provisions: erin mcnellis’s “impossible loves”

proviso: A clause in a document making a qualification, condition, or restriction.

provisions: the providing or supplying of something, especially of food or other necessities.

My friend Erin McNellis has just published a short, brilliant essay collection called Impossible Loves. Make time for this book. It may be exactly what you have been waiting for.

In 93 briskly moving pages, she chronicles one period in her life, a period during which she became intensely restless with her training in Buddhist thought and meditation. Seeking a point of contact between what she had learned, and what everyday life had to teach her, McNellis embarks on passionate readings of mystic Simone Weil, of philosopher Georges Bataille, of filmmaker Werner Herzog. She returns to poems she has loved for many years, her eyes now open to their emergent weaknesses, but also to what makes them endure. Each text, in its own way, is a disappointment, yet something remains.

Her odyssey begins with her response to Richard Hugo’s poem “With Kathy in Wisdom,” a rather bad poem that makes for a terrific point of departure. McNellis writes, “Dreams get broken in the living; they are full of impossibilities.” Having reached that difficult, essential place in which everything becomes open to question, she finds herself “star[ing] down the void,” in search of people who will join her and be unafraid. She ends with the line from Hugo’s poem, “Be my contraband.”

From there, she turns to Mark Greif’s essay attacking marriage and conventional nuclear families. It’s a turning point; Greif has lost her sympathies. She complains, “something about this article didn’t sit quite right with me.” The sorts of enormous, radical leaps Greif proposes — let’s rebuild the world from scratch! — strike McNellis as ridiculous and destructive. This, I think, is where the collection as a whole announces its theme: how does one navigate the distance between the real and the ideal, pragmatically, so that there is no cynicism but also no fancifulness?

From there, McNellis turns (in Pt. 2) to inspect several serious projects for revolutions in the practice of living. She holds up to the light the short and affecting life of Simone Weil, somewhat unknown today, who “lived in bare, unheated rooms, wore shapeless black rags, and distributed nearly all her wages to the poor.” As McNellis observes, Weil actually chose the existence that utilitarians like Peter Singer have mostly just theorized about. At the same time, as much as McNellis wants to idolize Weil, she is frustrated by Weil’s obvious fetish for self-destruction. Weil seemed to be looking for a poetic way to die, and the world obliged her: she died young of tuberculosis.

McNellis attempts triage on Weil. She absolves Weil of masochism by emphasizing the woman’s compassion, a quality that brings McNellis back to Buddhist ideas about compassionate attention. McNellis contrasts Weil with Georges Bataille, who like Weil was trying to abjure the world, but was trying to do it through glamorous acts of real and imaginary debauchery, rather than through the imitation of Christ. Bataille is a lot of fun to read about here, because he’s so enthusiastic about the joys of naughtiness, but he comes across as a buffoon who treats every casual sexual encounter as a philosophical revelation. If he achieves the “little death,” he sees into the heart of Joy, and if he suffers from erectile dysfunction, it’s because he has been broken on the wheel of Taboo. McNellis chuckles at Bataille, but admires his moments of honesty. At least he knows he is “at times, the Fool.” At least Bataille presents us as we are; we must, McNellis writes, “embrace our flawed, contradictory, selfish selves.”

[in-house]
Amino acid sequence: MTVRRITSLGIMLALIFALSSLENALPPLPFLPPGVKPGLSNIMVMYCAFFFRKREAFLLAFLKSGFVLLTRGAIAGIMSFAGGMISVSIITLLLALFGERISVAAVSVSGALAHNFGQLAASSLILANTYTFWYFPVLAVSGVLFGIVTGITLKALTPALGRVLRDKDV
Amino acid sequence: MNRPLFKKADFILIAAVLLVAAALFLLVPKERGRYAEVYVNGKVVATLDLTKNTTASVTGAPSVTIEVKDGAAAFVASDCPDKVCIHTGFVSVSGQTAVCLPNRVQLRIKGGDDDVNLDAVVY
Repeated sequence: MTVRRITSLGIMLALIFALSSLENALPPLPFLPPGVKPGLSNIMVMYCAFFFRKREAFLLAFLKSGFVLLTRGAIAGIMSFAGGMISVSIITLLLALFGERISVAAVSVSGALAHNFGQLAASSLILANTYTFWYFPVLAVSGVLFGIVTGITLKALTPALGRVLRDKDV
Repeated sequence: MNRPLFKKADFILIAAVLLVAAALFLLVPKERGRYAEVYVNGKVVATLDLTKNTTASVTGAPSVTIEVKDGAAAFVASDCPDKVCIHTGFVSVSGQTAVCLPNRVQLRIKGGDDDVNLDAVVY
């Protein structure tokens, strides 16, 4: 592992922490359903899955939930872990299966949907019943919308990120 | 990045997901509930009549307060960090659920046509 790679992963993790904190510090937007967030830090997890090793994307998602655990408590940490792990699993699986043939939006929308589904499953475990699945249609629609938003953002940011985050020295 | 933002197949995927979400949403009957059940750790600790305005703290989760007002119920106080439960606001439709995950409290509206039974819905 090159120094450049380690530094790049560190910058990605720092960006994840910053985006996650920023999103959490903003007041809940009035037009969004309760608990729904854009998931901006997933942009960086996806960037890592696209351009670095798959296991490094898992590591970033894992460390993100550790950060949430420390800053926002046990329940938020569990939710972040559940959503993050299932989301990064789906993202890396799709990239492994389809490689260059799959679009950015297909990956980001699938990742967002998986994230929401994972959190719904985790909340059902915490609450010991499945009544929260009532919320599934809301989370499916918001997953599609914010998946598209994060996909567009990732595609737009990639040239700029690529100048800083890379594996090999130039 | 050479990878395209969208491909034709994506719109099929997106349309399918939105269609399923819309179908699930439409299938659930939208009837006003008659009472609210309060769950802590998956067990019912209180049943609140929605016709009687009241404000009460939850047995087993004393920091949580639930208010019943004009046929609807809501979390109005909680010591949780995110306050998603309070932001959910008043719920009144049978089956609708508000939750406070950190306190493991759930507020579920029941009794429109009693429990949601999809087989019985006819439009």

At this point, all the pieces are out on the board: the intersection between Buddhism and Christianity, the difficulty of living with one’s principles, and the quixotic nature of grandiose projects of conduct. The problem, McNellis implies, is not that somebody like Weil was unrealistic — she lived up to her ideals, alright — but rather that life is too valuable and too complex for such inflexible attitudes. McNellis comes closest to the Christian view in “Everything Need Not, Actually, Be Illuminated,” writing about universal love pure and simple, but she demurs. She doesn’t want to end up exchanging one code (secular Buddhism) for another, and yearns for texts “that leave some of the dark places unlit.” Her essay on Grizzly Man reads Timothy Treadwell as a false prophet, trying to convert bears into gentle family members, and humans into untamed bears, and getting himself killed for his efforts.

Behold, a poet shouts from a corner of one of McNellis’s last essays, “I CAN CALL SPIRITS FROM THE VASTY DEEP.” Indeed: we have been visited by the spirit of Weil, and the spirit of Treadwell, and even the suffering, living spirits of Greif and others. The question McNellis raised by rejecting Greif — “need there be more than everyday life, and familiar good things?” — she answers in her final essay, in which she finds everyday life restored to fullness by the carnival of the Burning Man Festival. At the very end, McNellis decides, “the price of vision, then, is pro-vision.” The line profoundly echoes her essay on Neruda, in which she describes the searing pleasure of the metaphors in Neruda that refigure and darken the world, awakening curiosity and awe. She smuggles the prayer she didn’t write at Burning Man into this book, so that, alongside her doubts, she can offer her companions a hope. Let what is familiar be eclipsed, she implores of us. When normal life resumes, it will be as daybreak, full of morning wisdom.

These essays are provisions for that journey.